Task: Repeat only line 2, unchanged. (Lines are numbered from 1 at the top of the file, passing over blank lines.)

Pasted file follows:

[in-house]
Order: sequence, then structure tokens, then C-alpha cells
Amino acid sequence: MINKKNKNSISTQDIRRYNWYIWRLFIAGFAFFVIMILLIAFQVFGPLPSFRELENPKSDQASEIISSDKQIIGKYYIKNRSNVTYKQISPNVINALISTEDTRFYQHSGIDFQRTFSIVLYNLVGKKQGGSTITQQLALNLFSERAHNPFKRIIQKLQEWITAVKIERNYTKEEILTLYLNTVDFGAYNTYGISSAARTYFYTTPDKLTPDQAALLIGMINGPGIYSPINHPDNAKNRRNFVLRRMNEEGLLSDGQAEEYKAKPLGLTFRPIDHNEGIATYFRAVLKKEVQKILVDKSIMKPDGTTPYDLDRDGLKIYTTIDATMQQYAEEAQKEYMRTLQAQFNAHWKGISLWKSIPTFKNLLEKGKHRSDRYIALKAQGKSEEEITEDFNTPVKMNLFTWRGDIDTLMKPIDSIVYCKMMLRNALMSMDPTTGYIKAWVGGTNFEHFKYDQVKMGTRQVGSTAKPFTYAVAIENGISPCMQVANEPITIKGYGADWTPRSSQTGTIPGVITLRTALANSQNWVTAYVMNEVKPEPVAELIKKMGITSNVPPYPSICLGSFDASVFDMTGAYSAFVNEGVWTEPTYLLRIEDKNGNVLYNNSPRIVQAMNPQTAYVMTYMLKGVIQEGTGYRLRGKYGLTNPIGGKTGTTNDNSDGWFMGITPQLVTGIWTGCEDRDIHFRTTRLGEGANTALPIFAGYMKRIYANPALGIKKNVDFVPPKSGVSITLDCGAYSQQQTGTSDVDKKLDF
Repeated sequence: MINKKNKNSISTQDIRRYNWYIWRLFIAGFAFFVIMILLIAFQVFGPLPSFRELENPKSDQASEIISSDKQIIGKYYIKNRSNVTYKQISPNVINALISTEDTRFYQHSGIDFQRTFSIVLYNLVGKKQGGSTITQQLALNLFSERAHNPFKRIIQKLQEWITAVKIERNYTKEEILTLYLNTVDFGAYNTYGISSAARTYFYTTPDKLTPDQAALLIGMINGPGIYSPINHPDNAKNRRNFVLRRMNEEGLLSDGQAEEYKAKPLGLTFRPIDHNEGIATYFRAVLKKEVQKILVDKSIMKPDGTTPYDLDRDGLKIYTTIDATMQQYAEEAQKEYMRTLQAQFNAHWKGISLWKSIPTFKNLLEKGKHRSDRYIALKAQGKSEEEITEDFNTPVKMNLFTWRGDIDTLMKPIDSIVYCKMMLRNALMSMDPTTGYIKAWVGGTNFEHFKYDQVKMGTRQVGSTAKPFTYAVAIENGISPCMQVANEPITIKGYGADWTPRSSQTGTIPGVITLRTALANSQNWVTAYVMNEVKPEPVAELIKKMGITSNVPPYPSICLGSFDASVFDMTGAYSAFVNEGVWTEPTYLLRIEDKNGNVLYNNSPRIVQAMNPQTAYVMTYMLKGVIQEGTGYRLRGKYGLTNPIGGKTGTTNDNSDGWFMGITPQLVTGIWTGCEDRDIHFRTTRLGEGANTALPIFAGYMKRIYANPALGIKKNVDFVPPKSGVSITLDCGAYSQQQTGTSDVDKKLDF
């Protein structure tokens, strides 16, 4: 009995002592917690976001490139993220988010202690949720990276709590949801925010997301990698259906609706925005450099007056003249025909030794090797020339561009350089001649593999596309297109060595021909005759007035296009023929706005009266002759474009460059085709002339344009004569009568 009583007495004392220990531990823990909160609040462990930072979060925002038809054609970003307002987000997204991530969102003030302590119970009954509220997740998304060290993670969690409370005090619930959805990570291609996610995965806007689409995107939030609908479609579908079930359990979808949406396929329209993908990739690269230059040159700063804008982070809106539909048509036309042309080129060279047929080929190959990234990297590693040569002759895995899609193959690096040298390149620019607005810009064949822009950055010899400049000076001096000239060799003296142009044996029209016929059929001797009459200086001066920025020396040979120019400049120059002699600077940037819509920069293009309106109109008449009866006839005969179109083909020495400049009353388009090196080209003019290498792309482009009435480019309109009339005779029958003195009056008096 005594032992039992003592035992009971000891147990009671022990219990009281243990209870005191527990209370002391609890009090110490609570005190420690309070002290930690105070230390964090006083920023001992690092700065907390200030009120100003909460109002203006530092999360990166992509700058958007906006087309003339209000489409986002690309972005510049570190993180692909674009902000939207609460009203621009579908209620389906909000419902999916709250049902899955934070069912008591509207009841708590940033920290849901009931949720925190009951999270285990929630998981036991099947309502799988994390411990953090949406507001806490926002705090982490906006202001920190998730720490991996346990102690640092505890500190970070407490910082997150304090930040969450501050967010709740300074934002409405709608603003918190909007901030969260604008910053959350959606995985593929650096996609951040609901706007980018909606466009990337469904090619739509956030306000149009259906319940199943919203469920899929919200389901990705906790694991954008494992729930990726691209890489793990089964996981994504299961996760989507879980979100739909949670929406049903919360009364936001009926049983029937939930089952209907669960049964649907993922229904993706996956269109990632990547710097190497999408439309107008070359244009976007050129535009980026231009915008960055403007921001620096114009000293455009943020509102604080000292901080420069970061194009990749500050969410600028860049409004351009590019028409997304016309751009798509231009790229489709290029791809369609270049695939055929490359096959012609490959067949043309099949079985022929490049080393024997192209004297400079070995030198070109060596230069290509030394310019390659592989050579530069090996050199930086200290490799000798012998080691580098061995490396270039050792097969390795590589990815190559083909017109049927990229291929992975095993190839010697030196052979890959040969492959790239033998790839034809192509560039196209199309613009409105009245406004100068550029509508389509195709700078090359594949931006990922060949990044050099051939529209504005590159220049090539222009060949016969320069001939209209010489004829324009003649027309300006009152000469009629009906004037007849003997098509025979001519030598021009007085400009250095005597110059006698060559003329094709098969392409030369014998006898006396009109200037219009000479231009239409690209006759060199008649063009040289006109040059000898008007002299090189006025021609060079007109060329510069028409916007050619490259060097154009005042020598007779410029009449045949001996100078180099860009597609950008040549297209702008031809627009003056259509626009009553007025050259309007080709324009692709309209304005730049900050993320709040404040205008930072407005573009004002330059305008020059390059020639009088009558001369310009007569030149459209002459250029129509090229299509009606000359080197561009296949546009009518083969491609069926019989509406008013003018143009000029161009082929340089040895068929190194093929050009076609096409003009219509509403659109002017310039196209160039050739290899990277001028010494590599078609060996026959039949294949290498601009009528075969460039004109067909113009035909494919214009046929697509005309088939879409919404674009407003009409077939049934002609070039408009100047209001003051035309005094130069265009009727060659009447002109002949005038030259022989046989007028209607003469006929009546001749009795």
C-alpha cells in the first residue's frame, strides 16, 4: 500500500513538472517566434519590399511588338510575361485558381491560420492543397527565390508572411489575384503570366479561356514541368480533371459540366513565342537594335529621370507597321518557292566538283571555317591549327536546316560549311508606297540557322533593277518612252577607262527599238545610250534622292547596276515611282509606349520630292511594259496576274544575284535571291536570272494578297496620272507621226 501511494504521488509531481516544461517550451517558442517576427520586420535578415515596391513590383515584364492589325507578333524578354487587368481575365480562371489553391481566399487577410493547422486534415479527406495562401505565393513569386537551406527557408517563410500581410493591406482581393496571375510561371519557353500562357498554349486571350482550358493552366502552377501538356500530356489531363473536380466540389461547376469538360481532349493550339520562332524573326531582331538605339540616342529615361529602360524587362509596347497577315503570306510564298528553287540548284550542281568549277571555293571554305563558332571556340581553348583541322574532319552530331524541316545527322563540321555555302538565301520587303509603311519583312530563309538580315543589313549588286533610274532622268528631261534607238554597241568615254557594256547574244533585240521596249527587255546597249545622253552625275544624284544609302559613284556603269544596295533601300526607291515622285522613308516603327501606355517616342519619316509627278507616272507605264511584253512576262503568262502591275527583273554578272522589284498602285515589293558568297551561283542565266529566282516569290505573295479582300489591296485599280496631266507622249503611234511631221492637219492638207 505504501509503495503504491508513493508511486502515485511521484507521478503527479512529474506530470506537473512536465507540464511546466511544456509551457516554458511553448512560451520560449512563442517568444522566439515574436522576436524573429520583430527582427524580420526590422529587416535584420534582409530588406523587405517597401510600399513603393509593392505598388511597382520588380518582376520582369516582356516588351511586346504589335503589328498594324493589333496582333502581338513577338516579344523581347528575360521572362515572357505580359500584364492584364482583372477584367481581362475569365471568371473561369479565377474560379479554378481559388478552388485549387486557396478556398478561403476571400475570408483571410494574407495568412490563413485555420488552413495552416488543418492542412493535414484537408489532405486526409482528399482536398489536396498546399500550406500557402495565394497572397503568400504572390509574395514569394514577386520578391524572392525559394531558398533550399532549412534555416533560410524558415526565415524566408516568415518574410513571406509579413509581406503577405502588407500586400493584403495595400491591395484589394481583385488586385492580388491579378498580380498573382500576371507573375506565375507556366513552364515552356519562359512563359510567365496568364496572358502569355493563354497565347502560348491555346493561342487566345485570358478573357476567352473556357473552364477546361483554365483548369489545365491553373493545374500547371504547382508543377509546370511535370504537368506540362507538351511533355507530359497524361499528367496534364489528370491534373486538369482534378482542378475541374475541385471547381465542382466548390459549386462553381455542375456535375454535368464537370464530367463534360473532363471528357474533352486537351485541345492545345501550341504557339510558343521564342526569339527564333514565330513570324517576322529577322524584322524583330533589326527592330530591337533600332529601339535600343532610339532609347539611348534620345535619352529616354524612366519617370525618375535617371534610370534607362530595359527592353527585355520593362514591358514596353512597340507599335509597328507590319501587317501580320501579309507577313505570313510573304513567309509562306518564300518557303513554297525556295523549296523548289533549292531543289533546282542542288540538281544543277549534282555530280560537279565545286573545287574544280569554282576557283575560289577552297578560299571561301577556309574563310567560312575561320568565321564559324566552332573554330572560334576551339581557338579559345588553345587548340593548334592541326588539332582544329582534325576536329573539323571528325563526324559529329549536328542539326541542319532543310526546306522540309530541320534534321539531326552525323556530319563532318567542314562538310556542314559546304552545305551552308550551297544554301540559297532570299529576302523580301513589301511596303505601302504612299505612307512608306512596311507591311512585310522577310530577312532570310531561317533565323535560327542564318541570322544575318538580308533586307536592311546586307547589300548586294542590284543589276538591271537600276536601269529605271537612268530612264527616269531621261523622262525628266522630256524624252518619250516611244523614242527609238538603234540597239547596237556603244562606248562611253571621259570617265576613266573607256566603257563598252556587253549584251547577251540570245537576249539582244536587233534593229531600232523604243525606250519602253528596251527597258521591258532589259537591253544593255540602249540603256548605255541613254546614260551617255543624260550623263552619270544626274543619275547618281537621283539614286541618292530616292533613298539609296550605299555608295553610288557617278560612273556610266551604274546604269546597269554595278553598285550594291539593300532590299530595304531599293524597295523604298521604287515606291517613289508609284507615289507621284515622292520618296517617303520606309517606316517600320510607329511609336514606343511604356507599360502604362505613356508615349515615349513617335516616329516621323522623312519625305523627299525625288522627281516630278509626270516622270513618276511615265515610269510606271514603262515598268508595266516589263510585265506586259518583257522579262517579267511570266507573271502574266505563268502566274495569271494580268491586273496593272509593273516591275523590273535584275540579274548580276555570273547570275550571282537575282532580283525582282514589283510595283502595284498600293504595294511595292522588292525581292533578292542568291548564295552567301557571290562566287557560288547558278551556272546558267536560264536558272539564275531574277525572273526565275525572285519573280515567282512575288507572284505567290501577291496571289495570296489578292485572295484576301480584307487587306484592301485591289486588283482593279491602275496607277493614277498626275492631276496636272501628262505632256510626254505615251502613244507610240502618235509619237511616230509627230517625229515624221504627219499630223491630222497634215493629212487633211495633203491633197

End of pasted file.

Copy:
Order: sequence, then structure tokens, then C-alpha cells